If you read my last post you’ll know how excited I’ve been getting about the Fugazi live series, but there has been another ‘live’ release in recent weeks that is worth getting excited about. An altogether very different release to the Fugazi one.
Sigur Rós have released ‘Inni’. ‘Inni’ is one part concert film, two parts live album which was recorded over two nights at the Alexandra Palace in London back in November 2008. I, along with my sister in law Rachel, was lucky enough to have attended the 2nd of the two nights. So I feel in some way that this is a gift for us from the band, but it’s obviously so much more.
Sigur Ròs are a very special band. A band that have never compromised their vision of how they want to sound. Their music is unique and beautiful, they make movies in your mind every time you listen. Even the overuse of their music as background to numerous tv shows and adverts hasn’t taken anything away from them. On record they sound so ethereal and other worldly that it’s hard to imagine them playing the songs live without feeling that something will be lost in the transition. And the fact that it doesn’t is part of the reason that seeing them live is indeed very special.
The other part is that they have thought every last detail of their performance through. Their show is part theatre, part art installation and part rock show. Even the choice of venue seemed to play a part in the experience. Alexandra Palace isn’t the kind of venue that would suit any band. I have a very good friend who hated seeing the White Stripes there. But it worked with Sigur Ròs. Everything from the drive up the long, winding hill that overlooks London to seeing the shadows of the band shooting up the large Walls at the side added to the evening.
The set gave the show it’s theatrical feel. A huge sheet hung at the back of the stage which at various points would have images of the band playing mixed with films and then when backlit would reveal 7 large floating orbs which would then at various points have things projected on. There was also a real waterfall, ticker tape showers and a snow storm.
The film itself is also very unique. Unless you were there live concert films can sometimes feel a bit unnecessary, but Sigur Ròs being Sigur Ròs have produced something different. The show was filmed from a number of various angles on HD. This was then transferred to 16mm film and projected onto a big screen which was then itself filmed, then filmed again sometimes through prisms and other objects. The whole of the live footage is also in black and white. This gives the film a mysterious atmosphere and an old fashioned look. The process combined with how the band look makes the film look like footage of people from the turn of the 20th century. The way really old film made people seem a lot different to us now, with jerky movements and serious faces.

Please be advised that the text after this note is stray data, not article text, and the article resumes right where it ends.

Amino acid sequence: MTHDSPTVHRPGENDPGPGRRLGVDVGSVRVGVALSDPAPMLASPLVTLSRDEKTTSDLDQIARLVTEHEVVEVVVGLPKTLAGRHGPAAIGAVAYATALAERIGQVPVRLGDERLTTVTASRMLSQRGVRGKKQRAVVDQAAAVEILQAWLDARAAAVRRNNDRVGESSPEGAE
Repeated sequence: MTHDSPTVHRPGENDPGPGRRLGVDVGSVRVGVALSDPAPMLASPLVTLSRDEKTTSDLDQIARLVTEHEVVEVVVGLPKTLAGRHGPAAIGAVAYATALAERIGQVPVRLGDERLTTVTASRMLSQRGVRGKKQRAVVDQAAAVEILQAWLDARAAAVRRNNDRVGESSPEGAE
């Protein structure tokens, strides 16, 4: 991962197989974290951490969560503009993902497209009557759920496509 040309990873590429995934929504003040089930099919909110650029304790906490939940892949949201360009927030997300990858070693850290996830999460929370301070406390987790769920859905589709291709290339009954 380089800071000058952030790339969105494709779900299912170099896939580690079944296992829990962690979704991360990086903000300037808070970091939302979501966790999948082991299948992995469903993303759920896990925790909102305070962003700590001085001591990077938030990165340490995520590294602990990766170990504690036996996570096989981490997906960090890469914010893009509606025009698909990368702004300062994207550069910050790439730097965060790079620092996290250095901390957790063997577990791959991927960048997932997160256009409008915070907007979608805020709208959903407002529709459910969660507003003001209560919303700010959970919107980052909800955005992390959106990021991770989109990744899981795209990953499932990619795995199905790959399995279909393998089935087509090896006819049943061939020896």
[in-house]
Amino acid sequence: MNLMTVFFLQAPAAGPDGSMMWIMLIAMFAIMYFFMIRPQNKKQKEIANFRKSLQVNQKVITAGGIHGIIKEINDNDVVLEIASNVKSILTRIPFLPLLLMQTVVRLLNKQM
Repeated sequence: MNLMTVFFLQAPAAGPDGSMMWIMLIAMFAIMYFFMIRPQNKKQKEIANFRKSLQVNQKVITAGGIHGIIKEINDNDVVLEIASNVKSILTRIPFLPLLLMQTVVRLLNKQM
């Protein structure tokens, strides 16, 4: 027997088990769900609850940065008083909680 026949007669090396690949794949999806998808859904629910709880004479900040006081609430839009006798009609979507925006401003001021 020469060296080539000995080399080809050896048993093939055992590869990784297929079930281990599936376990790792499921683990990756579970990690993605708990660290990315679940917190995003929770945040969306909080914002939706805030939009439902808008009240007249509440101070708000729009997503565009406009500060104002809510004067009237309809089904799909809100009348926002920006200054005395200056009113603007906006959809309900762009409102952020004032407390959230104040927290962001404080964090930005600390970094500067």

The fact, as well, that the footage or, even, sound of the audience in attendance is very limited sets this apart from a conventional live film. Usually if a band puts out a live DVD then it’s all about the crowd and how they react. On this you barely see the audience apart from some footage of some of the crowd looking at the stage after Sigur Ròs have finished. Each song is also broken up with unrelated footage of the band at various stages in their career, playing live or being interviewed or just hanging out which serves nicely to break up the show and keep your interest going to the end.
The accompanying two disc live album gives you more of the songs they played and is recorded perfectly. This could be served as a kind of greatest hits as the track list does span the bands career. I don’t think the live album works as well as the film but if you are already a big fan then it’s certainly worth checking out.
The film is a must though. The thrill of seeing the four members come together at the start of ‘Sæglópur’, a song that never fails to make the hair on the back of my neck stand tall, to then see them break away and a sheet of water pour from the ceiling when the heavy bit comes in is amazing. The way ‘Inni’ is filmed and presented is clever and makes it watchable time and again. Seeing little details like Jónsi thrashing his guitar with a violin bow and then singing into his guitar pick up for a different effect during ‘Svefn-g-englar’ is also a great joy.
There are parts of the show that I remember really enjoying that are only glimpsed at, like when they were joined onstage by the brilliant support band ‘For a minor reflection’ who added drums to ‘Gobbledigook’. It would have been nice to have had that properly included but that’s just a minor gripe on my part.
But one of the big highlights that I always think of when I remember the show is in the film right at the end. For a show that had already featured so much it was hard to imagine how they would end it. ‘Lúppulagid’ is a haunting song that seems to build up forever, as the song nears it’s conclusion a barrage of White ticker tape is unleashed powered on by strong fans making it seem like an almighty snow storm. Seeing the band struggle against the wind combined with the dramatic end to the song is something that will stay with me for a long time.
If you’ve already seen the film, let me know what you thought of it. Cheers, as always, for reading. xx
Click HERE to view the trailer for INNI.